Kim Kaupe is a leader and manager of a high-performing team. She’s been on several prestigious lists, like the Forbes 30 under 30 and Inc 35 under 35 lists, and she’s even been on Shark Tank, the American TV show for entrepreneurs. Here, she sheds some light on managing performance in this virtual and blended environment.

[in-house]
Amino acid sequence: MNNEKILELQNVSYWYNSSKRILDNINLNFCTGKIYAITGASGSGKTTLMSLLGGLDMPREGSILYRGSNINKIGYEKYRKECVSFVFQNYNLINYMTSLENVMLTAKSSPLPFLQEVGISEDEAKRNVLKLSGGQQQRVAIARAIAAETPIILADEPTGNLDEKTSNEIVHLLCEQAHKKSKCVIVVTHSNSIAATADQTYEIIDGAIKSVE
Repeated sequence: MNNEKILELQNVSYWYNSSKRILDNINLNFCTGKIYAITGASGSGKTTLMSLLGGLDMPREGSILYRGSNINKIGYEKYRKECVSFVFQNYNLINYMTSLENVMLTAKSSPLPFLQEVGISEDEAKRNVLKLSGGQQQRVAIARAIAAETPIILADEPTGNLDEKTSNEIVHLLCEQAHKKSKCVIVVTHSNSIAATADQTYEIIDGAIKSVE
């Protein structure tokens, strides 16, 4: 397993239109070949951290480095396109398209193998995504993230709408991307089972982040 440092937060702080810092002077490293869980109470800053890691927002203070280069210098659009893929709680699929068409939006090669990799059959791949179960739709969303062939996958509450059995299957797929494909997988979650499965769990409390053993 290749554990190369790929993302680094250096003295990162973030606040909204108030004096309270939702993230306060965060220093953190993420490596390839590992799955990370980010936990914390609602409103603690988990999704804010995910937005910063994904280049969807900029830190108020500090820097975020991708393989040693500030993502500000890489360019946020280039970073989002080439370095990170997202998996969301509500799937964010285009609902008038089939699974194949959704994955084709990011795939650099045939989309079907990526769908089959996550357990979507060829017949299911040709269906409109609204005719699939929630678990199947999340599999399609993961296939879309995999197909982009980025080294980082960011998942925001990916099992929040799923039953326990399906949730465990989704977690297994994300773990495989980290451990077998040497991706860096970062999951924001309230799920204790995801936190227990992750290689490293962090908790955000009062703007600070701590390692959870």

(energetic music) - I think it's safe to say that we're in a transition period, but it seems like working from home is here to stay. And as a manager, you've likely had to adapt. Now, whether your team stays remote moving forward or goes into more of a hybrid model, or even goes back into the office, you might have some questions around managing employee performance in this new space. Hey, I'm Kelly Ruda with LinkedIn Learning, and today, Kim Kaupe is joining us. She is a manager and a leader of a high-performing team, plus she's been on several prestigious lists, like Forbes' 30 Under 30 and Inc.'s 30 Under 35. And she's even been on the American TV show for entrepreneurs called "Shark Tank." She's here to shed some light on managing performance in a virtual environment. Kim, welcome. - Thanks for having me! What a crazy world we're living in. - It certainly is. (laughs) So when we're talking about managing performance, we're looking at remote management, we're looking at hybrid teams that are both in and out of the office, and then some people are going to be going back to the office. What are kind of the differences that you see between those? - I think one of the main, obvious differences is that with in-person employees, I can physically see them. (laughs) I see when they're at their desk. I see when they're working, I see when they take a two-hour lunch break. Whereas remote employees, that sight is totally gone. I don't know when they go to lunch, and I don't know when they're at their desk. And so, managing each group is going to be a little more unique. So for the people that are in person, I'm able to manage them a little bit more with my eyes and kind of gauge, "Wow, that project took them a long time," or, "Wow, they finished that really quickly." With the remote employees, I'm really looking at how quickly they're getting the work done and how fast they're getting it back to me, not when they're doing it, and I think that's the key difference. 'Cause again, when they're in person, you can see them doing it, but at home, maybe that person's doing it at four in the morning, or at midnight. All I know is it's landing back on my desk at 6 a.m. So for me, it's really about what is the work like, and when is it getting done? - And do you think that's going to impact the current 40-hour work week or so that we see in America anyway? Or do you think, has that kind of changed your vision of how many hours people need to be working? Is it the productivity or the efficiency that's more important? - I think this new environment is actually providing us a great advantage when it comes to productivity. So I know for me and my team, we're a New York City-based company, and so, you don't realize, but in an average eight-hour Workday, you put a commute on this end, you put a commute on that end, maybe there's a couple of meetings in the middle that you're also commuting from, and every single one of those interruptions is really breaking down the focus and breaking down your productivity. Now, with these new systems where there's going to be less in-person meetings for those that are in the office, and obviously, for those that are working remotely, no in-person meetings, you're able to have these eight hours where you can hyperfocus and be super productive on the things that you're working on. So what we've seen is, actually, we're getting more work done, which sounds completely backwards, but we're actually getting more work done, even though we're not together. - Yeah, that's very interesting. And you had remote employees before all of this happened, and some people working in the office. Were you able to use that information that you had from the remote employee before, knowing was that person more efficient than what was happening in the office, or did anything around that shift for you? - I feel like we got really lucky, because my business partner Abby has worked from South Carolina for a number of years now. So I feel like we've been able to work out the kinks of how we're going to work remotely as a team. So when the rest of the team went remote because of this new working situation, we were able to take a lot of those learning lessons and transfer them over, which is huge. I think the only difference now is that again, each person is different, and that's the one thing you have to keep in mind as you're managing people remotely. You can't expect all humans to be the same. It's just not possible. So for instance, I work best in the morning. My big proposals, my deep thinking, that's getting done in the morning for me, whereas there are other people on my team that really start to hit their groove in the late afternoon, and they're more night owls. So I think it's really about catering to where is somebody's genius spot and how are you going to get the best work out of them, regardless of when that is or where that is. You really want the quality work, not necessarily dictating when or where that they're doing it. - And do you think that you're going to take that... Now that your whole team has been remote, so you've really learned these lessons, even more, reinforced them, do you think you're going to take that back to the office? And if so, what could something like that look like if it were someone that's, say, working from home and the office? - I think the one thing that we're going to bring back as we all start to transition back into this new normal is really using our listening skills. So we've all heard the saying, "You have two ears and one mouth," (laughs) and that's always been true, but now, more than ever, we're really going to have to listen. Listen to the people that we're managing, listen to our team in what is working well and what isn't working well. because while it's always important to listen, before, you could kind of get into a routine, and that was constant. With this new setup, with some people working in person, some people working remotely, some people doing a combination of the two, you're going to have to listen triple the amount that you were doing when everyone was in the office. So as leaders, it's really important that in this new landscape, we turn our listening skills up to a 10. - Listening is super important, like you said. Now, that also makes me think, are there other ways that you, as a manager, can support your employees when you're looking at remote versus in-office, and both of the two together? - I think as we look in a service-based program with leadership, you really need to lead from a place of service, from a place of helping others. And so some managers get in the bad habit of saying, "What do you need from me?" And with that, somebody's immediate answer is going to be, "I don't need anything. I got this under control." Again, this is your boss. This is the person who is going to promote you or going to give you a pay raise. You want to seem like you've got it all together, so you're not going to want to need anything from that person. Instead, managers should look not from "What do you need from me?" but "How can I help you? How can I be in service of you? What can I provide to you to help you and the team and all of us be our best selves?" And so I think that's going to be more important now, more than ever, really coming at it on a helping, service-based perspective for these managers. - Yeah, and is there something that you've done to shift in your team now that you're all working remotely that provides that extra level of help or service or support? - For us, it's really been important to not only be of service to each other, but to be in community. I think we all forget, as we're setting up these different areas, whether it's work from home or coming into the office, sometimes we don't have that same water cooler talk. We don't have that same, "Hey, how was the weekend?" and, "How was your kid's play?" You don't have that camaraderie as much anymore when everyone's on these different schedules. So what we've done that has been super important is Monday through Friday, we get on a video call every single day at the same time, whether that call lasts 15 minutes or a half-hour. It's a way to touch base face-to-face with the whole team. We can talk a little bit about what's going on in our lives or the day, and then we can talk about our goals for the week, or for that specific season, of what we're looking to accomplish. And that little bit of consistency every day, no matter where employees are, what time zone they're in, it helps put all of us on the same page, which again, ends up aiding in the productivity and the focus for the team for the whole week. - Yep, that makes complete sense. And how is this affecting performance review or reviewing your employees' performance? Are you doing it during those daily 10 a.m. meetings, or are you doing separate meetings? Are you thinking of doing an annual review? - For us, checking in about performance is really a constant focus. And I think as leaders where we might have, in the old days or previously, thought about it as it happens once a year, or it happens once a quarter, with all of these new variables, we need to be checking in now, more than ever, checking in with those employees, checking in with those teams, and again, checking in from a service-based mindset of how you're going to continue to help and how you're going to continue to lift everyone up. So whether that's one-on-one check-ins or, again, group check-ins, like the daily video call, it's important that you realize that this needs to be a constant, because the more variables that are thrown in, the more checking in that you need to be doing. - Yeah, that makes a whole lot of sense. Well, Kim, thank you so much for joining us today and sharing your perspective on this. - Thank you so much for having me. I'm excited about this new world that we're diving into. - Now, if you want to keep in touch with Kim, you can join her at 1 p.m. Eastern every Wednesday on LinkedIn Live for a show called "Coffee with Kim," where she shares business tips and other hacks to really help you succeed in your career. And while you're there, connect with her. You can also check out our courses right here on LinkedIn Learning. And thank you for joining us today as we considered productivity and how to manage employee performance in this new era of work.